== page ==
How can you have meaningful customers?

What good is a business if it doesn’t have customers? That’s right — it’s nothing. Most businesses, on the other hand, have a poor knowledge of what it takes to connect with, and thus keep, customers. Marketing and product development are still about establishing a need for a product that the company has previously produced for these businesses.

Some businesses, on the other hand, use a different approach to interacting with customers: they figure out what they need and what important to them. Such organizations are able to lead innovation and brand awareness by understanding their customers, maximizing customer happiness and developing a meaningful relationship for both company and customer. This is described in greater detail in Bernadette Jiwa’s book, Meaningful: The Story of Ideas That Fly.

Every day, a slew of new products and services hit the market. And some of them are the result of a truly groundbreaking concept: products and services that make your life easier, more fun, and, simply put, better. A fantastic product, on the other hand, does not ensure client satisfaction.

In reality, today’s clients demand products and services that actually consider their needs. This hasn’t always been the case. In the past, a taxi driver wouldn’t be too concerned if a customer was disgusted by his cab because the two were unlikely to meet again. Negative customer experiences have little impact on sales.

All of that is changing, thanks to apps like Lyft and Uber. That’s because Lyft keeps track of how long your ride lasts, who drove you, and how enjoyable your ride was. As a result, the emphasis is placed on the quality of the ride, and the customer’s input is crucial.

So, what does this signify for the corporate world as a whole? It is critical to remain relevant to your customers. That includes keeping track of their habits and tailoring your product or service to their preferences. Google’s development of Google Images is a wonderful example.

It began as a search engine, like so many others, but grew in popularity by displaying users not just what they search for, but also what they want. So, rather than having tech-savvy developers, Google’s success came from attentively monitoring users and wisely applying the knowledge gained from that observation.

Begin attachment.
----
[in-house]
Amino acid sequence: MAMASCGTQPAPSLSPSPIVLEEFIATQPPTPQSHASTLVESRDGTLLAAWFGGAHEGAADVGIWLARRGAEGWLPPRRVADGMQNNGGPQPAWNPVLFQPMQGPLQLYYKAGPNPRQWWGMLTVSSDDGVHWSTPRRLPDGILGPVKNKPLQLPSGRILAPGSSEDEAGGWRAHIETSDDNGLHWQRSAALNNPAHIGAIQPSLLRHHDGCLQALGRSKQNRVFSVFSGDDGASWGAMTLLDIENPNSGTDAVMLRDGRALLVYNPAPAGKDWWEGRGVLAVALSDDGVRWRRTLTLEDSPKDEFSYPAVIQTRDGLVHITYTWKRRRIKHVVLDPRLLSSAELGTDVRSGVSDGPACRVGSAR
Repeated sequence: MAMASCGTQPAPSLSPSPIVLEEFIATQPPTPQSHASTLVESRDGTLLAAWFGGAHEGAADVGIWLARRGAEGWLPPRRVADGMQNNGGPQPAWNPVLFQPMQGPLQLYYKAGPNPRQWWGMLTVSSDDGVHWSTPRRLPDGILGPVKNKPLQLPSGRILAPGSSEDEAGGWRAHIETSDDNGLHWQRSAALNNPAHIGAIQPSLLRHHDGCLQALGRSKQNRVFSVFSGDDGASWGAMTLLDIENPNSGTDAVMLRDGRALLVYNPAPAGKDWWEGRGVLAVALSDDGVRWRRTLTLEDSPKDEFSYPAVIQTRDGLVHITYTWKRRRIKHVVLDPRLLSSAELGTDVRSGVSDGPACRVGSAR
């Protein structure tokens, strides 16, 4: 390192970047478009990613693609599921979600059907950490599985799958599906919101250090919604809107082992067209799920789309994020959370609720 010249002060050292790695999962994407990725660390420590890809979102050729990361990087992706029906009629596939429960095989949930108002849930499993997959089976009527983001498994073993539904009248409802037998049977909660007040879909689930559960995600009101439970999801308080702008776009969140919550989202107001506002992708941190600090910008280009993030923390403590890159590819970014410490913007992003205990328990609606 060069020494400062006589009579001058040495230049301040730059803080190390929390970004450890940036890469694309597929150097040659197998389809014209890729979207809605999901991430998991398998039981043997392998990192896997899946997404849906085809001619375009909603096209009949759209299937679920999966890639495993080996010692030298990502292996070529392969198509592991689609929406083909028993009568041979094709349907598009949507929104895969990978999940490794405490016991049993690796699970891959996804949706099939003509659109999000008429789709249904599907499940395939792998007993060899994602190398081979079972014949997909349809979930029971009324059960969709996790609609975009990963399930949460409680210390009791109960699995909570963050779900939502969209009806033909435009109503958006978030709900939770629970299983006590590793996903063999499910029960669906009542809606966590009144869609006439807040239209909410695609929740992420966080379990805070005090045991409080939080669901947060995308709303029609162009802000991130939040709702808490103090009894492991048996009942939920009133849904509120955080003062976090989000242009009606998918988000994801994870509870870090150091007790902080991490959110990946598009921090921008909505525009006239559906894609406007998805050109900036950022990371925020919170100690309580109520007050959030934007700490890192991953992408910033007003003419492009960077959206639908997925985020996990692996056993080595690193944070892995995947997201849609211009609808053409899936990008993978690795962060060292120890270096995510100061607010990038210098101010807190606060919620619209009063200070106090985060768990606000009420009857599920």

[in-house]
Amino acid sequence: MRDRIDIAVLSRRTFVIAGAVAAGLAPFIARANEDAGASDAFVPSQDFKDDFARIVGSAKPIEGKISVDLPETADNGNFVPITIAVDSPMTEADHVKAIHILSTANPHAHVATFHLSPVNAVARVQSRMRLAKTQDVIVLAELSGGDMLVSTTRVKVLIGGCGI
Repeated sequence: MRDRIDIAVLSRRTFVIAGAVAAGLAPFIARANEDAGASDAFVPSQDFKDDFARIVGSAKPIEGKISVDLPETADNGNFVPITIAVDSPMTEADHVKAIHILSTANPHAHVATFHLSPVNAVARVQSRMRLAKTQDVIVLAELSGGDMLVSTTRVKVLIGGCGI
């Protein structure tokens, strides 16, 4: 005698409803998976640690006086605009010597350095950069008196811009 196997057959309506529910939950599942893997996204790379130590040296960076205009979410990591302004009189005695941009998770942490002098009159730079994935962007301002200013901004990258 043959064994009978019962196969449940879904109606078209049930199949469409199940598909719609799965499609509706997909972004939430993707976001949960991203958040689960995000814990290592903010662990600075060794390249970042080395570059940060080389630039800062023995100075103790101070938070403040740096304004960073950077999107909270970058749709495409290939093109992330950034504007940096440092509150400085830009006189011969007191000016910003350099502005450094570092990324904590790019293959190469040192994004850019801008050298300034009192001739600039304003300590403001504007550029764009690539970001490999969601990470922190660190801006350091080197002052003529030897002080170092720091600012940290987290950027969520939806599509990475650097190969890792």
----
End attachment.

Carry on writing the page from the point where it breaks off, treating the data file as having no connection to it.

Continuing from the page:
Jennifer Lopez, for example, wore a see-through Versace dress with an open neckline to the 2000 Grammy Awards. The gown became so well-known that it was given its own Wikipedia page, but it also created a difficulty for Google to overcome. People were dying to see images of the dress, which quickly became (up to that point) the most googled object ever. As a result, Google Images was born.

The birth of the internet and the digital age have made chances a dime a dozen; anyone can invent and connect with people all over the world. So, why do some businesses continue to outperform their competitors? One word comes to mind: empathy.

Making new, better products isn’t the only way to innovate. It’s all about creating products that are meaningful to the people who use them. Take Apple, for example. Apple’s underlying success resides in its customer-driven business strategy, which may appear to be driven by design. For example, while the Apple Watch was being developed, the company spent two years pondering how a wristwatch could help people. As a result, the watch’s hardware and software were designed around how people would actually use it.

How could Apple have foreseen that? To gather and prioritize information on the product’s design, the team watched the reactions of people wearing it. Let’s say you receive a notification that you have a new text message. The watch will either display the message or leave it unread depending on how long you hold your wrist up.

This helpful feature was simple to implement and did not cost billions of dollars – all it took was a simple observation of a customer in action. Many firms, on the other hand, presume that if they think their ideas are wonderful, so will their customers. Apple, in fact, is a wonderful example of this, because everyone makes mistakes.

Consider the debut of the iPhone 6, which caused the automatic transfer of U2’s new album to every iPhone owner’s iPhone and iTunes account. Worst of all, you didn’t have the option of deleting it! What is the issue? Apple thought it was delivering a great gift, but it failed to understand that the majority of customers perceived it as an intrusion.

Check out my related post: Are you the ideal customer for a startup product?


Interesting reads:

https://www.goodreads.com/book/show/27260360-meaningful

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